Pineda Unheralded Hero of Sounders’ Success

Steven Bisig-USA TODAY Sports

Amidst the star power of Dempsey and Martins, the rising talent of Neagel and Yedlin, and the surprising emergence of Barrett, the most important story of the Sounders 2014 season may be the one least discussed. That would be the late offseason addition of defensive midfielder Gonzalo Pineda.

At the time, his signing was almost an after thought. Pineda hadn’t played in a year due to a hernia and only a few months prior was considering retirement. Now the 31-year-old midfielder from Mexico City is a fixture in the starting 11, and an integral part of the Sounders' position at the top of the table.

While other have dazzled with individual skill, bursts of speed and of course goals, Pineda has anchored the team with an equally potent weapon: ruthless consistency in the middle of the pitch.

But to truly appreciate Pineda, Sounders fans must remember the struggles of seasons past. When they joined the MLS in 2009 Osvaldo Alonso emerged as not only one of the best players on the team, but in the league. However finding a consistent partner for him in the center midfield proved as lacking as Kasey Keller’s hairline. By my count Alonso lined up beside six different players last season. (Evans, Rose, Carrasco, Joseph, Dempsey, Moffat.)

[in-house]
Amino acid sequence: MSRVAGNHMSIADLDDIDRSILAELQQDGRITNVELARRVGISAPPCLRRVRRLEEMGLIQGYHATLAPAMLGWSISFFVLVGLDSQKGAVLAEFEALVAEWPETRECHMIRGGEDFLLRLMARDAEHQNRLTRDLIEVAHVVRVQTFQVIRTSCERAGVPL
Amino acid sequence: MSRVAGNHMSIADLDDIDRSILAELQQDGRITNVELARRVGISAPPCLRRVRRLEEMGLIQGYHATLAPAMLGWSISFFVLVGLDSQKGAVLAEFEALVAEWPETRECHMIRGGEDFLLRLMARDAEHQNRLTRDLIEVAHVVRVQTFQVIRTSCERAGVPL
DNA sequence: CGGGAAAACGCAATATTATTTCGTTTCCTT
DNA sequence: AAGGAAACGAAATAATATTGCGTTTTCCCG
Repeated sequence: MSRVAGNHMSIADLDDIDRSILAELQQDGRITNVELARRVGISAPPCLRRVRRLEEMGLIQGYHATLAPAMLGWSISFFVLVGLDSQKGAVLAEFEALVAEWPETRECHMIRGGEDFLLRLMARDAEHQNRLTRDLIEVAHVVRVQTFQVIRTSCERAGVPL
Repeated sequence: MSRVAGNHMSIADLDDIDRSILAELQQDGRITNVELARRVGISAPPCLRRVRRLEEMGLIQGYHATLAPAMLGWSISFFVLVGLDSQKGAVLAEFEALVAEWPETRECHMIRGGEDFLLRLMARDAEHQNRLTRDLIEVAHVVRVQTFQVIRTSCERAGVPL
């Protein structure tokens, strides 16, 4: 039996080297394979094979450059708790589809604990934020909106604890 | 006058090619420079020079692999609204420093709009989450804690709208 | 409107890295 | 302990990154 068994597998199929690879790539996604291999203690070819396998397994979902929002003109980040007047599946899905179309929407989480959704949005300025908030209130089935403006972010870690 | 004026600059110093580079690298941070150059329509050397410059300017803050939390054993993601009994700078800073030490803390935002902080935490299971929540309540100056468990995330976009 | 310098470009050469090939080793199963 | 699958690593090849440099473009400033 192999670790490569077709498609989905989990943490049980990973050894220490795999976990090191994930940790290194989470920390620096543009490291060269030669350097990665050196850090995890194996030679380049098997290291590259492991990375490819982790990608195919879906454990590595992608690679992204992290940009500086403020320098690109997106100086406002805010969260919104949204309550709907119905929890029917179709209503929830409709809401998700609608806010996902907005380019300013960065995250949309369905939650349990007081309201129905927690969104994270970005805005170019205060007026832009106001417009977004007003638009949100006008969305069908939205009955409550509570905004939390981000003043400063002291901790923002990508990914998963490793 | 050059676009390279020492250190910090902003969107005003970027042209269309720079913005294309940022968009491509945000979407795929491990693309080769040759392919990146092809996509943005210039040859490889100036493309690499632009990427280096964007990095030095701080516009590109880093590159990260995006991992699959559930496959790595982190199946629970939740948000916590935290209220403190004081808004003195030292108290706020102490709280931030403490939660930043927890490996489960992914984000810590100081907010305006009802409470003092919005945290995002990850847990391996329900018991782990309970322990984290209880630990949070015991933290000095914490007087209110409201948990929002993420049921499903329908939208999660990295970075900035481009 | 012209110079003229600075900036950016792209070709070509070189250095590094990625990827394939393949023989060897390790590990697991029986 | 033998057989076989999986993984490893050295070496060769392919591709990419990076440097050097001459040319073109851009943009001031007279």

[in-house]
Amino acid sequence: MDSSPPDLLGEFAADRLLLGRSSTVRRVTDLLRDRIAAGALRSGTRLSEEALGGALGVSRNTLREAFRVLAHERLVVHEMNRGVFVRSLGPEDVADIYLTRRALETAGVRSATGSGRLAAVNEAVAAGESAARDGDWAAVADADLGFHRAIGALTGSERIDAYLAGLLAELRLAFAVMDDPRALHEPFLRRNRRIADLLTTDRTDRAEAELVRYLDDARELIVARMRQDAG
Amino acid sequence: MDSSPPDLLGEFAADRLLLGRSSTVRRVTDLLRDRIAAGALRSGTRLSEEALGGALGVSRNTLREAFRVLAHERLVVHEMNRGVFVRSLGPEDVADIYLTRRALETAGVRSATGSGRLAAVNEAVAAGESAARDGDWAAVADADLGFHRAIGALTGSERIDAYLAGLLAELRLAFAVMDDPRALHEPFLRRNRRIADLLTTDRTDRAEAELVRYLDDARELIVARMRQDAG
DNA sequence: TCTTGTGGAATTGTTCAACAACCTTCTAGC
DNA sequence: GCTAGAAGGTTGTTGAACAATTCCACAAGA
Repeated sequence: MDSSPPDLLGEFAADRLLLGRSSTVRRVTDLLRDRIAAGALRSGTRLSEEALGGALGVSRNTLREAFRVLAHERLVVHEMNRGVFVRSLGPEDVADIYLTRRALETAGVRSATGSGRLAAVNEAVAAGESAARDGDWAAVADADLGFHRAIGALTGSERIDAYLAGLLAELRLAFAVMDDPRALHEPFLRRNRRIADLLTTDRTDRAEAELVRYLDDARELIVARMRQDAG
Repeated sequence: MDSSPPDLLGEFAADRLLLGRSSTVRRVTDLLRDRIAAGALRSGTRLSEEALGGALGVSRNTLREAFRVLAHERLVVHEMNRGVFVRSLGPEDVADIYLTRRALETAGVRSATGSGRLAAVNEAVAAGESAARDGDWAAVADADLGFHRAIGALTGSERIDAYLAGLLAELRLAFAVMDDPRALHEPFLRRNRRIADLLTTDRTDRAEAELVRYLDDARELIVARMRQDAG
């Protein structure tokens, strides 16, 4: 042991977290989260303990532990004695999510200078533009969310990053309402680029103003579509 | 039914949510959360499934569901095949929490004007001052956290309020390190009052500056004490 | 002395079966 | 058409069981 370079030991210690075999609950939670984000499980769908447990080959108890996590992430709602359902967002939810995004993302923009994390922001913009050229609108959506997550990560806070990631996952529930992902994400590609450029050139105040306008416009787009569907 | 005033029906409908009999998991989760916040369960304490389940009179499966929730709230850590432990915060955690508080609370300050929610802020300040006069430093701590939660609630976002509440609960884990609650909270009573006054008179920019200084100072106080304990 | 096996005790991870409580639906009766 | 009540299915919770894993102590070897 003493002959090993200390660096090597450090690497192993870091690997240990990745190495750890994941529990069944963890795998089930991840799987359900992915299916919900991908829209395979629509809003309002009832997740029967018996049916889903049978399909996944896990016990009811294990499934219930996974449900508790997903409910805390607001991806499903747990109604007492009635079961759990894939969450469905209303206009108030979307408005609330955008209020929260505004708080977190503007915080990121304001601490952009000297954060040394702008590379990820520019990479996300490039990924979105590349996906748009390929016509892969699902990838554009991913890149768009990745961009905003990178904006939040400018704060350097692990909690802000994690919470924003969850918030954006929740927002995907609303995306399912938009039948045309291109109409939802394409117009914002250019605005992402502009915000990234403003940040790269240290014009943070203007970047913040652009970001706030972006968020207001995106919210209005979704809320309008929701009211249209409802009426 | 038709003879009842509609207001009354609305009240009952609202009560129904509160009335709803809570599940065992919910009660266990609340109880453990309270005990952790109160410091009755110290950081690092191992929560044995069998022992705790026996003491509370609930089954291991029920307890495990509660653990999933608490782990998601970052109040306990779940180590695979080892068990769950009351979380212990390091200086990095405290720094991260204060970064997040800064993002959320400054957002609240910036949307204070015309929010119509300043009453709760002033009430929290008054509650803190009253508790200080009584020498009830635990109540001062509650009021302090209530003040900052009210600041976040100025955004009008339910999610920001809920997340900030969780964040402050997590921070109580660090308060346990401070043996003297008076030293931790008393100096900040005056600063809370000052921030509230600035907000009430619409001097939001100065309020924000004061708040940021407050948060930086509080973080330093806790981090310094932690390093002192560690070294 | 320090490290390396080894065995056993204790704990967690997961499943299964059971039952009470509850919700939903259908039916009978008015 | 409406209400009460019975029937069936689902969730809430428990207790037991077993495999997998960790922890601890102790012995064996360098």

The revolving door approach left the team scrambling to find its identity. And in the case of last year’s playoff debacle, it culminated in a schizophrenic attack. Coach Sigi Schmid’s last ditch compressed diamond midfield featured the likes of Adam Moffat on the left getting burned in open space and Clint Dempsey playing underneath two forwards where his utter disinterest in defense proved a serious liability.

Unfortunately last season’s crisis is the meltdown that proved the rule. From 2009-2012 Alonso has been paired with teammates who were either better left in the attack (Rosales, Dempsey, Friberg, Ljundberg), were past their prime (Joseph), never stuck around long enough to find their rhythm (Tiffert), lacked ball skills in tight spaces (Evans) or were just plain mediocre (Rose, Carrasco.)

Soccer is a simple game. Center midfielders need to keep the ball and put their teammates in positions to succeed A la Pineda. His passing percentage is 84%, (3rd highest amongst consistent starters.) And his consistency hasn’t come at the expense of play making ability. Over the course of the season, he’s created 24 scoring chances (2nd on the team) and has 5 assists (also 2nd on the team.)

On the defensive side of the ball, he lacks Alonso’s athleticism and appetite for bone crushing tackles. However his willingness to stay farther back on the pitch has helped the Sounders get numbers behind the ball and opened up space for the team’s considerable attacking weapons.

Championship teams are greater than the sum of their parts. Pineda exemplifies this. He’s not the best player on the team. He’s not even the best center midfielder on the team. But he makes everyone around him better. He relieves pressure on Alonso, opens space for Dempsey, distributes the ball to the flanks and feeds dimes to the strikers.

With the third highest payroll in the MLS, the Sounders aren’t short on star power. They pay Dempsey alone more than most clubs pay their entire roster. And yet in Pineda they found something that costs less but is just as necessary: the perfect teammate.

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